Are collaborative spaces the next big thing? Emerging designer focused retailer Young & Able recently developed Series, a short-term holiday pop-up launching this winter that focuses on fostering an environment for makers which will include educational programming.
Home and lifestyle retailer West Elm continues to connect with young entrepreneurs through their West Elm Local initiatives by building assortments from regional designers and allowing these vendors to share their brand story. They’ve also introduced their small business grant program and have portfolio reviews at stores throughout the country.
These initiatives show that fostering the local environment is key towards building communities and giving new talent access to gain exposure they need to build their brand. It also encourages active conversation between the retailer, designer and customer, ultimately bringing together like-minded people that share the same beliefs and not just providing a transactional experience.
Karina Kallio, designer of childrenswear label Kallio is developing a retail space with a purpose. To do this, she’s launched a Kickstarter campaign to help bring the Kallio Workshop to life in Brooklyn’s Williamsburg neighborhood. The premise of the concept is based off of the brand’s mission which includes local, sustainable sourcing and production; she takes gently worn men’s shirts to create each design. There’s also the community component that led to the development of the space.
Not only will the workshop be a physical manifestation of Kallio’s values, but will also serve as the brand’s headquarters. Part of the space will be allocated to designer pop-ups featuring apparel, jewelry, home and other purposeful categories. Throughout the year, they plan to host workshops where artists and designers can share sustainable design techniques from a range of topics including food styling, photography and urban gardening.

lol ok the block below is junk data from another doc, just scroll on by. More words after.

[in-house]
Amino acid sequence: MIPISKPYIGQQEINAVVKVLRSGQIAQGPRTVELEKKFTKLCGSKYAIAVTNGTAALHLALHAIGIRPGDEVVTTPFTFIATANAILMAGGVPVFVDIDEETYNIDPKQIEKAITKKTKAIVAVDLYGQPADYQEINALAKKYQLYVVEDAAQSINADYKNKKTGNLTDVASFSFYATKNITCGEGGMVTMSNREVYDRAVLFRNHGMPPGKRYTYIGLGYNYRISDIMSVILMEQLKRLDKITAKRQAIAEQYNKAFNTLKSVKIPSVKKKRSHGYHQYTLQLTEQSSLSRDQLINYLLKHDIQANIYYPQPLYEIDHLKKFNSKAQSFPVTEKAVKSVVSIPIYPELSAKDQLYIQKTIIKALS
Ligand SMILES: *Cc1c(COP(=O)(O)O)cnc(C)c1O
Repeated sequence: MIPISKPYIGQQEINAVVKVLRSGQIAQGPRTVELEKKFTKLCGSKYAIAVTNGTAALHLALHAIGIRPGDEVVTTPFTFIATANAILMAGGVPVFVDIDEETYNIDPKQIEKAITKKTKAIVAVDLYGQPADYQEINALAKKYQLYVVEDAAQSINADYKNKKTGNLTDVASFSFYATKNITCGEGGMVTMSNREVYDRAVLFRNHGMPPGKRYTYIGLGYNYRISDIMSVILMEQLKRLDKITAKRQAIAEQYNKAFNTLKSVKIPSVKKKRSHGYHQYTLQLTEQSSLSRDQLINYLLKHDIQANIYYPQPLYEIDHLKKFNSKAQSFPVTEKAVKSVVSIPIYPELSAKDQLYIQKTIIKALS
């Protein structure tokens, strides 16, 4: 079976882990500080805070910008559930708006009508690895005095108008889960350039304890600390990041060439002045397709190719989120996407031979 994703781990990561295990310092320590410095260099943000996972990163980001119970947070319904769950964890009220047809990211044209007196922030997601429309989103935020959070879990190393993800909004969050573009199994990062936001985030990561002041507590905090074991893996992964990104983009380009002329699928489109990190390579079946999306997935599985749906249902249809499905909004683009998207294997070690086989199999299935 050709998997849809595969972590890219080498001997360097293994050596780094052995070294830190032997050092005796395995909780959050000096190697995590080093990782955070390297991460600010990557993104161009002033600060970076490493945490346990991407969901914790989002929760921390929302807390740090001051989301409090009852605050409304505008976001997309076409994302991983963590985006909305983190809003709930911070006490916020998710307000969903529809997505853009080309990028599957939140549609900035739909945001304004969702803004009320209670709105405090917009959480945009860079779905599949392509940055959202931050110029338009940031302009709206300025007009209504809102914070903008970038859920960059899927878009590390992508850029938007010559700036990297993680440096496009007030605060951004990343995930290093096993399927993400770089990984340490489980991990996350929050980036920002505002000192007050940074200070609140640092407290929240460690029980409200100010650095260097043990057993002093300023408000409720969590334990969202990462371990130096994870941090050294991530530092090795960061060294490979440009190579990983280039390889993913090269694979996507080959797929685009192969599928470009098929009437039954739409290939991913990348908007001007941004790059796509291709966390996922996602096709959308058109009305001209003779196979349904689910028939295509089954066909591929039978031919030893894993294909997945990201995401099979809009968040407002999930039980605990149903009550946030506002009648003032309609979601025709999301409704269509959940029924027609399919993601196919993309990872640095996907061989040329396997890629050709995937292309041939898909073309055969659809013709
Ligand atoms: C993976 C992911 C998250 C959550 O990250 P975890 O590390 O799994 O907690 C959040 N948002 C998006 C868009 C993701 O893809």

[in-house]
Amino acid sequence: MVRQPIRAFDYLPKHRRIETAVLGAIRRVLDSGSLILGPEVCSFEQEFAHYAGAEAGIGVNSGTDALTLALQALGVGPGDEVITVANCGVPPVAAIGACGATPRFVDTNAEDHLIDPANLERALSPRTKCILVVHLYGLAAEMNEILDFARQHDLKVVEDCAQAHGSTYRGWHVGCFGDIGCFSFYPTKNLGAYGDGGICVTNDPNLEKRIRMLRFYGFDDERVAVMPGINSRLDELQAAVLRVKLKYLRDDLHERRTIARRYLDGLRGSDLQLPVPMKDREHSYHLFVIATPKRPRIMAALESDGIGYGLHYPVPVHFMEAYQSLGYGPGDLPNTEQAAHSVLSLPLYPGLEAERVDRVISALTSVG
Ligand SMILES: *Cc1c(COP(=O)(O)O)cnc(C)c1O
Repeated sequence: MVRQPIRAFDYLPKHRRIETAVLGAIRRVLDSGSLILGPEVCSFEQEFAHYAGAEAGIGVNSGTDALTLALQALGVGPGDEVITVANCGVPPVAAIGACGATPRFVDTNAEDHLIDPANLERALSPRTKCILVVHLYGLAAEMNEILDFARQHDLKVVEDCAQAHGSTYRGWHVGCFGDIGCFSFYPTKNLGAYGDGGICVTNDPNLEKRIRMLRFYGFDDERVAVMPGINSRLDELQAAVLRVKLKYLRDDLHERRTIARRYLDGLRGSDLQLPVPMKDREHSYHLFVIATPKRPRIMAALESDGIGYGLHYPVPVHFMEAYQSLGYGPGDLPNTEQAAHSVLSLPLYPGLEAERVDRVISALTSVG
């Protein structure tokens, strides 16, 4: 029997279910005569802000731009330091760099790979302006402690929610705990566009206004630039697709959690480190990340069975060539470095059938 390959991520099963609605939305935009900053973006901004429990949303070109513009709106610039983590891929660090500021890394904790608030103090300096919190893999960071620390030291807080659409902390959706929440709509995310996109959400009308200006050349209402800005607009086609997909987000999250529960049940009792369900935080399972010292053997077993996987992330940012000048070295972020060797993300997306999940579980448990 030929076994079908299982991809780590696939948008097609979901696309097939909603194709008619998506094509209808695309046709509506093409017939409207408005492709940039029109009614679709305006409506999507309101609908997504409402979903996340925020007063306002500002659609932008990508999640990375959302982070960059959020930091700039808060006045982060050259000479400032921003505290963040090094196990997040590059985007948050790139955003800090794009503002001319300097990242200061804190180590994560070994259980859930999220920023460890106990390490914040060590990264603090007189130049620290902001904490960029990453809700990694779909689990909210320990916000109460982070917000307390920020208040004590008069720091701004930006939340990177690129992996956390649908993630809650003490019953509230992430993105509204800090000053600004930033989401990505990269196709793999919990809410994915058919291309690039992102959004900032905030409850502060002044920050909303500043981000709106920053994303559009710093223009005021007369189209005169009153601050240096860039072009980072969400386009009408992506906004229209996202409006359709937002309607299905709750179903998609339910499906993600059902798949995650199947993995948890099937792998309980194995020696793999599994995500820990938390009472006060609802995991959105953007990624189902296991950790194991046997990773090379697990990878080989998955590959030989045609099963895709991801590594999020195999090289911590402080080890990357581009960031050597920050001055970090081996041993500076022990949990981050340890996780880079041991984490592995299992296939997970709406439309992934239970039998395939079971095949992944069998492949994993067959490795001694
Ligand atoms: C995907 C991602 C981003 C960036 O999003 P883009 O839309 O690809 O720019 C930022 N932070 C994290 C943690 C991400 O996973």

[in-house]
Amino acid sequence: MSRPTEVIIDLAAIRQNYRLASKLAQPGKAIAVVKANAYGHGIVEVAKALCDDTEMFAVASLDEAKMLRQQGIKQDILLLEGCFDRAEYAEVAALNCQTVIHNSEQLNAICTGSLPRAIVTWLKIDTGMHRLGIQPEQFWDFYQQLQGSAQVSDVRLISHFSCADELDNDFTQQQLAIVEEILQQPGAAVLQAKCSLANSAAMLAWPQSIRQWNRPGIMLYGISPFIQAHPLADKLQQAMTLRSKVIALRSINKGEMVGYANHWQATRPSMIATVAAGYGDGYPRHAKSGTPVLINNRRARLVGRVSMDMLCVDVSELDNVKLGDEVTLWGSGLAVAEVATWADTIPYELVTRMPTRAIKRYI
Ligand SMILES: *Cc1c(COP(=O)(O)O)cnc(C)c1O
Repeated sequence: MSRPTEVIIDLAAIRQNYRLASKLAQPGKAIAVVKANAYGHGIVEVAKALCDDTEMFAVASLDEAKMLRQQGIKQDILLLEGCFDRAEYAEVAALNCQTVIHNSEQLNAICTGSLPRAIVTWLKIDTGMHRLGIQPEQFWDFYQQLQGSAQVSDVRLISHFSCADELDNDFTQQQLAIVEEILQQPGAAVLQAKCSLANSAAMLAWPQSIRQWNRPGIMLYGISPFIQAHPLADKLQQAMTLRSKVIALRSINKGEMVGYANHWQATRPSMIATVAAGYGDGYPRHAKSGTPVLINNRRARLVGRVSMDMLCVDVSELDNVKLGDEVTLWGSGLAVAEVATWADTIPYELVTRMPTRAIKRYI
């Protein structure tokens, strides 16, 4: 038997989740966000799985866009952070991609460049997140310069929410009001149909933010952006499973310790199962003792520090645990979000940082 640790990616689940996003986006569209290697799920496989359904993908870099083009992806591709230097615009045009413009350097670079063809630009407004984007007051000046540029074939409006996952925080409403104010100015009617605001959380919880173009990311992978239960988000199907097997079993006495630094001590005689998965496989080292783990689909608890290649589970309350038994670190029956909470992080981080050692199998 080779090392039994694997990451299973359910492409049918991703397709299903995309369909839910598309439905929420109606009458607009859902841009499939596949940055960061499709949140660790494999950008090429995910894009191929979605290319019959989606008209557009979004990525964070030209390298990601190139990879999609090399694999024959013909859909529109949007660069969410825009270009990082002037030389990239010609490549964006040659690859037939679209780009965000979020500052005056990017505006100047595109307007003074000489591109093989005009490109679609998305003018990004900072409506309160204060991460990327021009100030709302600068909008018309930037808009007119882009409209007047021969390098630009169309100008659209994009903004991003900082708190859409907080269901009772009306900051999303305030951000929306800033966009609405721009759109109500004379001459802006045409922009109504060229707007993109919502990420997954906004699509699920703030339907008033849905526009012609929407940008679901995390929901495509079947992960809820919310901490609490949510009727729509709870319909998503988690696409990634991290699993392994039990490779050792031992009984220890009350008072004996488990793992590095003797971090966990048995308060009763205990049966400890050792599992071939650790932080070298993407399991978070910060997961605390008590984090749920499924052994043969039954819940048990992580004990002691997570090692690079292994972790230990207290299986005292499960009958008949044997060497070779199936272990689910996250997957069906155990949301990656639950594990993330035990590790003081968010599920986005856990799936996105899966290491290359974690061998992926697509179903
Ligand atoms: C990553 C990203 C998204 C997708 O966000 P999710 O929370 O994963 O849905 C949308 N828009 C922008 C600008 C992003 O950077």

We spoke with Karina to learn more about the Kallio Workshop:
Why build a collaborative space versus a regular retail store?
By creating a collaborative space it encourages creative conversation between designers/artists and the customers around the product including the vision and process that led to the design. The workshop further displays the clever solutions that have to be considered to create beautiful and conscious design in a tactile manner that really resonates. A regular retail store showcases the finished product only and rarely tells the whole story.
Are there any models that you’ve seen that work this way?
Why go beyond fashion?
It goes back to our mission. It’s about simple and beautiful ways to engage in conscious design and living, not just the clothes we wear. It is about looking at the world that we live in as a full picture not just little facets here and there. For example, learning about slow food movement principles really piqued my interest to learn more about how I could incorporate those driving forces into my work as a fashion designer.
What do you think it will provide to the Williamsburg community?
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